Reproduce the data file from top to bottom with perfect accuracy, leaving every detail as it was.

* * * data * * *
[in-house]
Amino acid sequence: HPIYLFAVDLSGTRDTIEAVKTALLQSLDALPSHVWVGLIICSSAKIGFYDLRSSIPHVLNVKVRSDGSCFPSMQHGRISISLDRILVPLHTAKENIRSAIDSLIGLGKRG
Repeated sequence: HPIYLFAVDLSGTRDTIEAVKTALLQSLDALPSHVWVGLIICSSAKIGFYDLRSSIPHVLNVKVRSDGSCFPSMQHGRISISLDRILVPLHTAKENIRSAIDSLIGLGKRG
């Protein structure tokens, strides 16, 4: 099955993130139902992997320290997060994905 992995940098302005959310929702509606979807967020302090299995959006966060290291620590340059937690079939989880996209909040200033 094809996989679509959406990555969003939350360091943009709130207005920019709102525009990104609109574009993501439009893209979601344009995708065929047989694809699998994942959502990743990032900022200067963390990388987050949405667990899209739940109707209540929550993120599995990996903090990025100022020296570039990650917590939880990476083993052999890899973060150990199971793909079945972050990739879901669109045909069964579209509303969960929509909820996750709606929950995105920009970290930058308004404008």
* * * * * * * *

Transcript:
[in-house]
Amino acid sequence: HPIYLFAVDLSGTRDTIEAVKTALLQSLDALPSHVWVGLIICSSAKIGFYDLRSSIPHVLNVKVRSDGSCFPSMQHGRISISLDRILVPLHTAKENIRSAIDSLIGLGKRG
Repeated sequence: HPIYLFAVDLSGTRDTIEAVKTALLQSLDALPSHVWVGLIICSSAKIGFYDLRSSIPHVLNVKVRSDGSCFPSMQHGRISISLDRILVPLHTAKENIRSAIDSLIGLGKRG
């Protein structure tokens, strides 16, 4: 099955993130139902992997320290997060994905 992995940098302005959310929702509606979807967020302090299995959006966060290291620590340059937690079939989880996209909040200033 094809996989679509959406990555969003939350360091943009709130207005920019709102525009990104609109574009993501439009893209979601344009995708065929047989694809699998994942959502990743990032900022200067963390990388987050949405667990899209739940109707209540929550993120599995990996903090990025100022020296570039990650917590939880990476083993052999890899973060150990199971793909079945972050990739879901669109045909069964579209509303969960929509909820996750709606929950995105920009970290930058308004404008």